2nd: Good Men Still Do Nothing

I wrote a column about this on one of the last weeks I was publisher of the Voice.

What I couldn’t do in the paper was share my viewpoint as a Mormon.

In March of this past year a talk was given at the quarterly CES fireside by Quentin L. Cook (who is an Apostle or basically a really high ranking authority in our Church).  The talk was called “Don’t Wear Masks”. I don’t think this is a strictly Mormon view. As a matter of fact, a lot of the article centers around a conversation with Abraham Foxman, the national director of the Anti-Defamation League.

The article talks about anonymity throughout history and how self proclaimed “moral watchdogs” disguised themselves and did things that they wouldn’t have done otherwise. One group mentioned was the klu klux klan. When veiled with masks they committed hate crimes against african americans, catholics, jews and many others. When the masks came of they were normal parents, church goers, and businessmen of the community.

Here are a few of the quotes from the article:

It is common today to hide one’s identity when writing hateful, vitriolic, bigoted communications anonymously… Some refer to it as “flaming.” Certain institutions try to screen comments. For instance, the New York Times won’t tolerate comments where there are “personal attacks, obscenity, vulgarity, profanity, … impersonations, incoherence and SHOUTING. …

It is clear that evil communications are not just a matter of bad manners, but, if practiced by those who are Latter-day Saints, they can adversely affect those who do not have knowledge of God or a testimony of the Savior.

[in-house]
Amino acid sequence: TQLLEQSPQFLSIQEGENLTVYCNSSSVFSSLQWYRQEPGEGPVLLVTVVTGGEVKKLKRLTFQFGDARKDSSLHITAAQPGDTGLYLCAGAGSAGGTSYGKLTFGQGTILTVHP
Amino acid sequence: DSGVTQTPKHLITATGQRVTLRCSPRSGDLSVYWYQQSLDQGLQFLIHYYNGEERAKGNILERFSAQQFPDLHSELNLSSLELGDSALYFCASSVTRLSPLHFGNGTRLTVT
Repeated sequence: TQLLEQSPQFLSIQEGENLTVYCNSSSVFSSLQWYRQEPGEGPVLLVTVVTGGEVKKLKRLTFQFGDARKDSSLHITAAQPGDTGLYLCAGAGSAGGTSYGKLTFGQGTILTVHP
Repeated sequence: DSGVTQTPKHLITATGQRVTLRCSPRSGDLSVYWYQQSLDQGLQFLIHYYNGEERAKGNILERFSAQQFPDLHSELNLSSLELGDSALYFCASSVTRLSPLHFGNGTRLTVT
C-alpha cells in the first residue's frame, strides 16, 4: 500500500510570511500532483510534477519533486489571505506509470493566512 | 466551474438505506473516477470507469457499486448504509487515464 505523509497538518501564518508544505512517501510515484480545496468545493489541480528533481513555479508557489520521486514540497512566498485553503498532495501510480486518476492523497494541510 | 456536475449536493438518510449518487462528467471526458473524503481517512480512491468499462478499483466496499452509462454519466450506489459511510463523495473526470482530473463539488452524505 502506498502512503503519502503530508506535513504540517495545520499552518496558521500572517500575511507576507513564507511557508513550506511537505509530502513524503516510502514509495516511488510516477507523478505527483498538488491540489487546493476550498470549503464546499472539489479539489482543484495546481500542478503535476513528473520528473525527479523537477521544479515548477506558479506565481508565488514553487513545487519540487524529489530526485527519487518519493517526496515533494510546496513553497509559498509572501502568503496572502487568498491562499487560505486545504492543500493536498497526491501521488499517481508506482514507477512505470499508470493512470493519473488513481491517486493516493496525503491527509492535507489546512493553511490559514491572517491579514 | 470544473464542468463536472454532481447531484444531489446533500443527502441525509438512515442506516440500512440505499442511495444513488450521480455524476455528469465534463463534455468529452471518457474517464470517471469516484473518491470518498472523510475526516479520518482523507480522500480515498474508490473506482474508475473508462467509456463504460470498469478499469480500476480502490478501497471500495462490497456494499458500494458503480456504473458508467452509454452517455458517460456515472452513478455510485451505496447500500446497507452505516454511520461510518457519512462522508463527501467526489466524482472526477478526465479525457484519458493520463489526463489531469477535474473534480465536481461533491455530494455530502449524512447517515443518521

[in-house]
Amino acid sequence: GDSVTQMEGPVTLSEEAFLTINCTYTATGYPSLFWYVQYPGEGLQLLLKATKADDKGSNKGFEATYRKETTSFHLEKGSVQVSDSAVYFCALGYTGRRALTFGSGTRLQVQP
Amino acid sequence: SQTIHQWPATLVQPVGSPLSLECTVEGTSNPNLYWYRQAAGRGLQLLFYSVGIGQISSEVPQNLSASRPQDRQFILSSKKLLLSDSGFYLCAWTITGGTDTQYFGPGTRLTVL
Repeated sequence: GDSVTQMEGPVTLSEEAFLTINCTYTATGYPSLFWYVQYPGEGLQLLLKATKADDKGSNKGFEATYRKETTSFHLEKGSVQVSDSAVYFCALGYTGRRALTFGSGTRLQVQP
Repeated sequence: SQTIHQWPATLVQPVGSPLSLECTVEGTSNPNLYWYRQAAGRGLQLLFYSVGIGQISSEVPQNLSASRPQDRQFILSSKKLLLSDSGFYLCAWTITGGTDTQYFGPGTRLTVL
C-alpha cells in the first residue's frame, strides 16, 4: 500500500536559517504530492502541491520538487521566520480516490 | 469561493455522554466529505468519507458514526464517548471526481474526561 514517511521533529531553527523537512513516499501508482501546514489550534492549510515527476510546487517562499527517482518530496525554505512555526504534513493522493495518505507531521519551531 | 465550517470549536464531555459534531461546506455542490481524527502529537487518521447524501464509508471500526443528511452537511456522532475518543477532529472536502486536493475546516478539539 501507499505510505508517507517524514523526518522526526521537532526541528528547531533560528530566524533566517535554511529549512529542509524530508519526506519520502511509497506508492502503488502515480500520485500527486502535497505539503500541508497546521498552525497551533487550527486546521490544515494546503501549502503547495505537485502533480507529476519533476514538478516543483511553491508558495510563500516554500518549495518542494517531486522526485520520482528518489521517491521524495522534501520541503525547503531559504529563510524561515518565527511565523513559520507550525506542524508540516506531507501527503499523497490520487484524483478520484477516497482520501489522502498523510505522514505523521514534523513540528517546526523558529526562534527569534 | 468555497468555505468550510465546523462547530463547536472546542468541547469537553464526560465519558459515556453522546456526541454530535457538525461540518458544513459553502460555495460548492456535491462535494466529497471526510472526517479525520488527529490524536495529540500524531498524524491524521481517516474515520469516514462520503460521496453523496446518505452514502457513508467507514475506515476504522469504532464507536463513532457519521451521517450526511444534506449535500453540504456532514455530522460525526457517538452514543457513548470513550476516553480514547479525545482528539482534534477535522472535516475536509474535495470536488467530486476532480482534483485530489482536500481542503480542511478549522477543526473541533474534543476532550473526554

What we are seeing in society is that when people wear the mask of anonymity, they are more likely to engage in this kind of conduct, which is so destructive of civil discourse. It also violates the basic principles the Savior taught. The righteous need not wear masks to hide their identity.

My question is how can any Mormon (or person of any faith) continue to participate, support, or simply do nothing while the Weekly Mailer (which is built on the idea of using anonymity to attack others) tears down the brotherly kindness that we are trying to build between all races and religions in this community?

One by one I have watched as people I have known and respected find themselves a target of The Weekly Mailer’s anonymity and bullying and I am tired of it.

How many of you businesses owners have agreed with me that The Weekly Mailer is bad for the community but continue to run ads in that paper? Is the profits gained worth it? Can you buy anything in this world with money gained through doing so? The easiest way to end a majority of the issues that The Weekly Mailer brings to the community is simply to stop advertising. You will never be able to draw a line and distance yourselves from the fact that your ads are the only thing that keeps the anonymous attacks which destroy reputations going to every household in Mini-Cassia. Your ad is a vote of support no matter what you say to others. It’s time to step up and be men of character. To stop separating your business from your religion and make hard decisions that go beyond the bottom line.